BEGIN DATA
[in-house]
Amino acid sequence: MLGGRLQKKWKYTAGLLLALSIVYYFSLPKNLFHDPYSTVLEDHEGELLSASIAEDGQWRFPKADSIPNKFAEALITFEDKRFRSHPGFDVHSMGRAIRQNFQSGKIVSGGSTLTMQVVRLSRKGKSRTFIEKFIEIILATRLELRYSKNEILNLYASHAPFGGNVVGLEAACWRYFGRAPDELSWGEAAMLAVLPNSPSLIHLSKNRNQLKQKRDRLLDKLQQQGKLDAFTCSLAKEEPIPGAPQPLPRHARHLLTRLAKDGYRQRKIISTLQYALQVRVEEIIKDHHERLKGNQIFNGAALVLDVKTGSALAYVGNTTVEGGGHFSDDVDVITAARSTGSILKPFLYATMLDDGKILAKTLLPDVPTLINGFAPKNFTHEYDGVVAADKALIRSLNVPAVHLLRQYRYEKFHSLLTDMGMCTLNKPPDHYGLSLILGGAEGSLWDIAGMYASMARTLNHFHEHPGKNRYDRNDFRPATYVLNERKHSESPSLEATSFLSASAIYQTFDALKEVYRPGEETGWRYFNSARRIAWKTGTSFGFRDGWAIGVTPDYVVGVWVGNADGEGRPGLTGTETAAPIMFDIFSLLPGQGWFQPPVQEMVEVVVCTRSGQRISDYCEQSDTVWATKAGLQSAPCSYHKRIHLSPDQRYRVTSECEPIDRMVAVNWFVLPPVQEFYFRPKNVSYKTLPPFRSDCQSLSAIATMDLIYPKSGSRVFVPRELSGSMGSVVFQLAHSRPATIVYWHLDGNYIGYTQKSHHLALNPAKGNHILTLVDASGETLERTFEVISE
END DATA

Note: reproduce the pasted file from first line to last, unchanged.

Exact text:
[in-house]
Amino acid sequence: MLGGRLQKKWKYTAGLLLALSIVYYFSLPKNLFHDPYSTVLEDHEGELLSASIAEDGQWRFPKADSIPNKFAEALITFEDKRFRSHPGFDVHSMGRAIRQNFQSGKIVSGGSTLTMQVVRLSRKGKSRTFIEKFIEIILATRLELRYSKNEILNLYASHAPFGGNVVGLEAACWRYFGRAPDELSWGEAAMLAVLPNSPSLIHLSKNRNQLKQKRDRLLDKLQQQGKLDAFTCSLAKEEPIPGAPQPLPRHARHLLTRLAKDGYRQRKIISTLQYALQVRVEEIIKDHHERLKGNQIFNGAALVLDVKTGSALAYVGNTTVEGGGHFSDDVDVITAARSTGSILKPFLYATMLDDGKILAKTLLPDVPTLINGFAPKNFTHEYDGVVAADKALIRSLNVPAVHLLRQYRYEKFHSLLTDMGMCTLNKPPDHYGLSLILGGAEGSLWDIAGMYASMARTLNHFHEHPGKNRYDRNDFRPATYVLNERKHSESPSLEATSFLSASAIYQTFDALKEVYRPGEETGWRYFNSARRIAWKTGTSFGFRDGWAIGVTPDYVVGVWVGNADGEGRPGLTGTETAAPIMFDIFSLLPGQGWFQPPVQEMVEVVVCTRSGQRISDYCEQSDTVWATKAGLQSAPCSYHKRIHLSPDQRYRVTSECEPIDRMVAVNWFVLPPVQEFYFRPKNVSYKTLPPFRSDCQSLSAIATMDLIYPKSGSRVFVPRELSGSMGSVVFQLAHSRPATIVYWHLDGNYIGYTQKSHHLALNPAKGNHILTLVDASGETLERTFEVISE